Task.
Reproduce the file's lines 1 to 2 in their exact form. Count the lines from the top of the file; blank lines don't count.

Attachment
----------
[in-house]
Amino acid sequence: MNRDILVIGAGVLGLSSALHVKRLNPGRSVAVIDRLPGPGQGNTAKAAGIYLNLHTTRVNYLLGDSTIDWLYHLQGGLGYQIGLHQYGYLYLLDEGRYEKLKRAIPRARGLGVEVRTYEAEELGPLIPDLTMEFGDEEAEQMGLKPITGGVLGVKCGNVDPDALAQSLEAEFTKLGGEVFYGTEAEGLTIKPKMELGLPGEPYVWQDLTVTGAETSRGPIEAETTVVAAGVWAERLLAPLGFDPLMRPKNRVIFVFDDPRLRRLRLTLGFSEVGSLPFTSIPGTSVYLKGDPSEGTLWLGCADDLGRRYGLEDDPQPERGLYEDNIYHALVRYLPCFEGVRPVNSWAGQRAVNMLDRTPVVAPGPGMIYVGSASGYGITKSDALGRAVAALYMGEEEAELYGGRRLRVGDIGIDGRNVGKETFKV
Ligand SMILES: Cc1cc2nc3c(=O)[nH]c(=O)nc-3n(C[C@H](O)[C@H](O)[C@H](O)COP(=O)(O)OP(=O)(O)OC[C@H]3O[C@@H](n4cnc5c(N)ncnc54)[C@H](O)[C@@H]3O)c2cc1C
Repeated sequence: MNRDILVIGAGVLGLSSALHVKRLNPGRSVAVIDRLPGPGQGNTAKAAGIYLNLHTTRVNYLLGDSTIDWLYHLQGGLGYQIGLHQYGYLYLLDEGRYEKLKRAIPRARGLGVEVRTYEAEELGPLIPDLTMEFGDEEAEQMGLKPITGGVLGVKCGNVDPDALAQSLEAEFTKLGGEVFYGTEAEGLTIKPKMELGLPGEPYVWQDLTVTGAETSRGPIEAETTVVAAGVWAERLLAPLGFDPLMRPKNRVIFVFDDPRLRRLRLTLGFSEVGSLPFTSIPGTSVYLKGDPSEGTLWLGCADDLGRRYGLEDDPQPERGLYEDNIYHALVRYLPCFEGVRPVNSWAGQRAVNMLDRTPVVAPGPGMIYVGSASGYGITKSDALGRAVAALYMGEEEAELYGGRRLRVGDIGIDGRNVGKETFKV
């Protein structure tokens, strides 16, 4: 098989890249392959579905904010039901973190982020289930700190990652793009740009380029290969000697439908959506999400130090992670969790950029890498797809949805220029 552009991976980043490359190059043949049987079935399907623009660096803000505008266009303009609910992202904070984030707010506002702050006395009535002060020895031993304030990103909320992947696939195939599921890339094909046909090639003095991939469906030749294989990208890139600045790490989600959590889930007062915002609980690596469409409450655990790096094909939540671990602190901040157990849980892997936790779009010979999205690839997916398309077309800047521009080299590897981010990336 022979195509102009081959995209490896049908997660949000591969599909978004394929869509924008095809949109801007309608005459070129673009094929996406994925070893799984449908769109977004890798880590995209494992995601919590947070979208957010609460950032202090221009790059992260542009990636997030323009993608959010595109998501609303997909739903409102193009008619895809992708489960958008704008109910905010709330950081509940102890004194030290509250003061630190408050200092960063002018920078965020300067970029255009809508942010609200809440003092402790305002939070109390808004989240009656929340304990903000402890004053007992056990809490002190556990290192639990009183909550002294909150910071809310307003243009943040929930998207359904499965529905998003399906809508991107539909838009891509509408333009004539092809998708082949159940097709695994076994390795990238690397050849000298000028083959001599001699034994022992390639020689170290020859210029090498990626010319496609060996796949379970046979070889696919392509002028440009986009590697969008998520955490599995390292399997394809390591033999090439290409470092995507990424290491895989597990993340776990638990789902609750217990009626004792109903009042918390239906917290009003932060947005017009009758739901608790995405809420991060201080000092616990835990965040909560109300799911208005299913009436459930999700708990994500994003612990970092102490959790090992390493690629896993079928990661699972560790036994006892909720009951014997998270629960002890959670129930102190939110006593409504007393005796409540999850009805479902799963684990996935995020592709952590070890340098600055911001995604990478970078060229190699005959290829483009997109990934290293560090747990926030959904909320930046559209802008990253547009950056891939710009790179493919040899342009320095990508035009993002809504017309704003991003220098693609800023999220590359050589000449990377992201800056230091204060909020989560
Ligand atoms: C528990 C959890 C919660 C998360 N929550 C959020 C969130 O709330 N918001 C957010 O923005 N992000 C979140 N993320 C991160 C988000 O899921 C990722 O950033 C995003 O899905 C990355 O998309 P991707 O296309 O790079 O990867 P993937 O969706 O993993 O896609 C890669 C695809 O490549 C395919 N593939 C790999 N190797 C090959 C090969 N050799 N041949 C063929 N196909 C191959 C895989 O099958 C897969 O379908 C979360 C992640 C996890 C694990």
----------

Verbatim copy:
[in-house]
Amino acid sequence: MNRDILVIGAGVLGLSSALHVKRLNPGRSVAVIDRLPGPGQGNTAKAAGIYLNLHTTRVNYLLGDSTIDWLYHLQGGLGYQIGLHQYGYLYLLDEGRYEKLKRAIPRARGLGVEVRTYEAEELGPLIPDLTMEFGDEEAEQMGLKPITGGVLGVKCGNVDPDALAQSLEAEFTKLGGEVFYGTEAEGLTIKPKMELGLPGEPYVWQDLTVTGAETSRGPIEAETTVVAAGVWAERLLAPLGFDPLMRPKNRVIFVFDDPRLRRLRLTLGFSEVGSLPFTSIPGTSVYLKGDPSEGTLWLGCADDLGRRYGLEDDPQPERGLYEDNIYHALVRYLPCFEGVRPVNSWAGQRAVNMLDRTPVVAPGPGMIYVGSASGYGITKSDALGRAVAALYMGEEEAELYGGRRLRVGDIGIDGRNVGKETFKV